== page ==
Marine technology makes Greater Bay Area greener, safer

Divers transplant corals onto the 3D-printed reef tiles produced by Archireef, a Hong Kong startup. [Photo provided to China Daily]

Marine technology makes Greater Bay Area greener, safer –

By WILLIAM XU in Hong Kong | China Daily | Updated: 2022-12-21 07:03

Joint contributions aid rescue work, help restore ocean life

An orange-colored flash in the shape of a surfboard cut through a raging sea off Weihai, Shandong province, on Aug 9, before quickly returning with a 15-year-old boy, who was scared and drenched, but otherwise unharmed.

This robotic device was controlled by a police officer on the shoreline. The teenager, who was washed out to sea about 100 meters off the coast, was almost lost to the depths. Had it not been for the device, it would have been extremely difficult to save him, as rescuers faced gale-force winds and tumultuous waves.

Police recorded video footage of the robotic rescue mission, and the special operation went viral on the internet. Countless netizens said they were amazed by the robot.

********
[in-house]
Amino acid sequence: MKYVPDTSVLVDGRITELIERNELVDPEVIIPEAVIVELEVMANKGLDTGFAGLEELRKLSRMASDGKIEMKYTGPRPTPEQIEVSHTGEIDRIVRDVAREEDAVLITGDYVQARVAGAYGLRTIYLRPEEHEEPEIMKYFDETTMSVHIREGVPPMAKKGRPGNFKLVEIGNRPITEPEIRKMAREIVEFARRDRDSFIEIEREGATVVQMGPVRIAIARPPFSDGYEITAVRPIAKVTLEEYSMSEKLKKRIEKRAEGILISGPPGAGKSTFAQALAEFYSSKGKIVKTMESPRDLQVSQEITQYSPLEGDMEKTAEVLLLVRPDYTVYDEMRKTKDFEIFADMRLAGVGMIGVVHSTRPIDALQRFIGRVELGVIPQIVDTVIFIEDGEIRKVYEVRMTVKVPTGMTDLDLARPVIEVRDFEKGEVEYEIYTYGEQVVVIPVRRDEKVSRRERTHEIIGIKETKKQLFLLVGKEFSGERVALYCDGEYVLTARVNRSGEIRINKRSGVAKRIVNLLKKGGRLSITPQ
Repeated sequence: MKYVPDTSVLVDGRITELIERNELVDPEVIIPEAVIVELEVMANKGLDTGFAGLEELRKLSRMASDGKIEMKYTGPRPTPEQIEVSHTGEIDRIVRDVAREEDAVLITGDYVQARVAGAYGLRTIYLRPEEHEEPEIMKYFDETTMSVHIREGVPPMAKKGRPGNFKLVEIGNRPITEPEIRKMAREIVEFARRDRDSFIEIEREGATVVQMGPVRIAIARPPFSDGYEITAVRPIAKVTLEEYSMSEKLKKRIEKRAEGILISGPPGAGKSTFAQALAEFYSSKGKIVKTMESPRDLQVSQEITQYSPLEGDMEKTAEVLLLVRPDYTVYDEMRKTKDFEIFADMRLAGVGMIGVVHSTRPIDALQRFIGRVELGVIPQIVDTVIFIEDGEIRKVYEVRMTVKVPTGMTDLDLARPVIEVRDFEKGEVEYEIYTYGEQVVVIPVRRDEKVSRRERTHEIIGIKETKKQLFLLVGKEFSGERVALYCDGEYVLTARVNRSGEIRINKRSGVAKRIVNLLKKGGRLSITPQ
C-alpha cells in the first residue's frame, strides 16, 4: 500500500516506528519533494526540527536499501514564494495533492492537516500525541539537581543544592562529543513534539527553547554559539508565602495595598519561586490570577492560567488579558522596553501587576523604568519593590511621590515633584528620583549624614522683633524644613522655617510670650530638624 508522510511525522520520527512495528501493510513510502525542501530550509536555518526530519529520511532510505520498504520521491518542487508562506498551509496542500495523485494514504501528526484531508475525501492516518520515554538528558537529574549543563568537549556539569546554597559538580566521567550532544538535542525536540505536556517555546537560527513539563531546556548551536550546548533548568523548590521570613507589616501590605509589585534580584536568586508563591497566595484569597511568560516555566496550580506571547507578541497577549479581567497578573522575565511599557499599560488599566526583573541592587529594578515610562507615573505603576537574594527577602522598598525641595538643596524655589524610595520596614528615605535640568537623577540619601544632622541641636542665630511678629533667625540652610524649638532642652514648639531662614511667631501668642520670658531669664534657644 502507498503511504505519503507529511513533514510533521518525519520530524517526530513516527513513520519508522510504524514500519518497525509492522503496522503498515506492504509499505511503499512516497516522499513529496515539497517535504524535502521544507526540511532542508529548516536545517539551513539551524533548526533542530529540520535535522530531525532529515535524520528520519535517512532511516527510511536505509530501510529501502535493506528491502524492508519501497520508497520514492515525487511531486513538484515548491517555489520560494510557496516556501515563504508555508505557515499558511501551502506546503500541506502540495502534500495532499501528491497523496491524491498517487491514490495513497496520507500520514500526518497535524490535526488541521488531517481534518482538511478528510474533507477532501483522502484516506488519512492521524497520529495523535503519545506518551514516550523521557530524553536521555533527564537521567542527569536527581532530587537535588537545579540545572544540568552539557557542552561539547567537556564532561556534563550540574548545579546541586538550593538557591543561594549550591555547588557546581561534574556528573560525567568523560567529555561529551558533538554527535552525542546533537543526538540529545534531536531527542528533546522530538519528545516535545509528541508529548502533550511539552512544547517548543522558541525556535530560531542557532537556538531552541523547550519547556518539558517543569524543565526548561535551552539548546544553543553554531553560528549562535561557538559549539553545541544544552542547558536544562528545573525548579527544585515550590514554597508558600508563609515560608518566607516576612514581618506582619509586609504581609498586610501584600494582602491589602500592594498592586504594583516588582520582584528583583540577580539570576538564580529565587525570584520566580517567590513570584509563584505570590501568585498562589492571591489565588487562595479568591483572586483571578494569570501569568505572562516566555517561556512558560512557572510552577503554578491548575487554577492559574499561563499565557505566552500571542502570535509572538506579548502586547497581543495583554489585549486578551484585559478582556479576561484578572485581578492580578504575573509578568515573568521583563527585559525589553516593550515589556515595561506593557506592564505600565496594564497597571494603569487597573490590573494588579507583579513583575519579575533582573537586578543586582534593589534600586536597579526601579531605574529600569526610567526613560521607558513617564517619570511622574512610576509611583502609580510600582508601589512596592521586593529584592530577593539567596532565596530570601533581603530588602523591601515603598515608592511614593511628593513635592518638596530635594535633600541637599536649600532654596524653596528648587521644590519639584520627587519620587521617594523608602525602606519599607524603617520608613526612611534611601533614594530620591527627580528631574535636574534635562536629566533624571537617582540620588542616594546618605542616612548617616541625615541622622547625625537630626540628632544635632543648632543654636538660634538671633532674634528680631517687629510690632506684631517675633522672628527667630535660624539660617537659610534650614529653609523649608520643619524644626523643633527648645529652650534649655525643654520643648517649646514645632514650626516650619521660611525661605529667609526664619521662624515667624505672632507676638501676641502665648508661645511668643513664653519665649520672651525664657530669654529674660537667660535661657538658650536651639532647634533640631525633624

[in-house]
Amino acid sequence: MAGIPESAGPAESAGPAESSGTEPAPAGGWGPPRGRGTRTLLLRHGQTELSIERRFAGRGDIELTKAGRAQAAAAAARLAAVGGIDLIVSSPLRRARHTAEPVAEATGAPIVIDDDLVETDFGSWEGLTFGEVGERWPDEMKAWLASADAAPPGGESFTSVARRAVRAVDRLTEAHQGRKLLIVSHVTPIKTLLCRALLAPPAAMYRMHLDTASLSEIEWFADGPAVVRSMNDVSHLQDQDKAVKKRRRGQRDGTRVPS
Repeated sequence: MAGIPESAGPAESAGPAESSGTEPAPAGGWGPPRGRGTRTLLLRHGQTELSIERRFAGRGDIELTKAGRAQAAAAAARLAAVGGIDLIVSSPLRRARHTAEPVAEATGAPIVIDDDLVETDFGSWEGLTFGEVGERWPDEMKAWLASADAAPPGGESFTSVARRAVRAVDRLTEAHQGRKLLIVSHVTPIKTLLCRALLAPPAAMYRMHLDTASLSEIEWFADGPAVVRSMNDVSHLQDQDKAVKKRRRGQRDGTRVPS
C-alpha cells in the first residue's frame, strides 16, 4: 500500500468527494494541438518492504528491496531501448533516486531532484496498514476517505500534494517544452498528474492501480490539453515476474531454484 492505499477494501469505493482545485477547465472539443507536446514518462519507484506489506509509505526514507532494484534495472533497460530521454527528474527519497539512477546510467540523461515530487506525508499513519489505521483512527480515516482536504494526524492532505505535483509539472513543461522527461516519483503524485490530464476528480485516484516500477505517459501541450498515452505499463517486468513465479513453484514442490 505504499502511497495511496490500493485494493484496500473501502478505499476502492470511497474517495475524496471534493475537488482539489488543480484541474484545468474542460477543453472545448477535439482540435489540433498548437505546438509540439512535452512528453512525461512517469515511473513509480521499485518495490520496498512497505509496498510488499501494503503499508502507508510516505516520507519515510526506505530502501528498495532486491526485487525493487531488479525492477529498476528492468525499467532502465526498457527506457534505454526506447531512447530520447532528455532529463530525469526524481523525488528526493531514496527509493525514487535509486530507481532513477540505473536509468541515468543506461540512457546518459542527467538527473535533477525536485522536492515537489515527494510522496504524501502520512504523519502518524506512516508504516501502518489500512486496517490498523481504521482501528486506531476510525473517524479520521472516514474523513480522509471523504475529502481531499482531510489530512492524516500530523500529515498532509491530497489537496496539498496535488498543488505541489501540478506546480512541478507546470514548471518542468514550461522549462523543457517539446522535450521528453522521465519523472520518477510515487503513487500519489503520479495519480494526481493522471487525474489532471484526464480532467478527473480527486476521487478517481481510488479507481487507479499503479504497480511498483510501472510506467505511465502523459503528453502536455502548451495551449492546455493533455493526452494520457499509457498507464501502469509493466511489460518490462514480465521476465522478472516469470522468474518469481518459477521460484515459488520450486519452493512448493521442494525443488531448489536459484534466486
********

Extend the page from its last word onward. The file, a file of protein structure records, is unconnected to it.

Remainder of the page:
The device, Hai Tun 1, or Dolphin 1, which is 1.19 meters long and 0.85 meters wide, is powered by two pump jets on each side of its tail. It was developed by Zhuhai Yunzhou Intelligence Technology, which is based in Zhuhai, Guangdong province.

The successful rescue operation also offered a glimpse of the robust marine technology industry in the Guangdong-Hong Kong-Macao Greater Bay Area, or GBA.

Zhuhai Yunzhou Intelligence Technology has been focusing on manufacturing multifunctional unmanned boats and above-water robots for more than a decade. The company sells over 30 types of unmanned boats and rescue robots for use in environmental monitoring, marine surveys, and patrols and lifesaving missions on water.

The electrically powered device can travel over water at three meters per second, carry a maximum weight of 150 kilograms, and operate for 30 minutes on a full charge, according to the company.

The robot’s controller resembles a pistol, with a screen displaying the device’s speed, battery level and other data. Holding the controller, rescue workers command the robot via microwaves, and it can be used for rescue work up to 800 meters offshore.

“Dolphin 1”, the rescue robot, travels over water at three meters per second. [Photo provided to China Daily]

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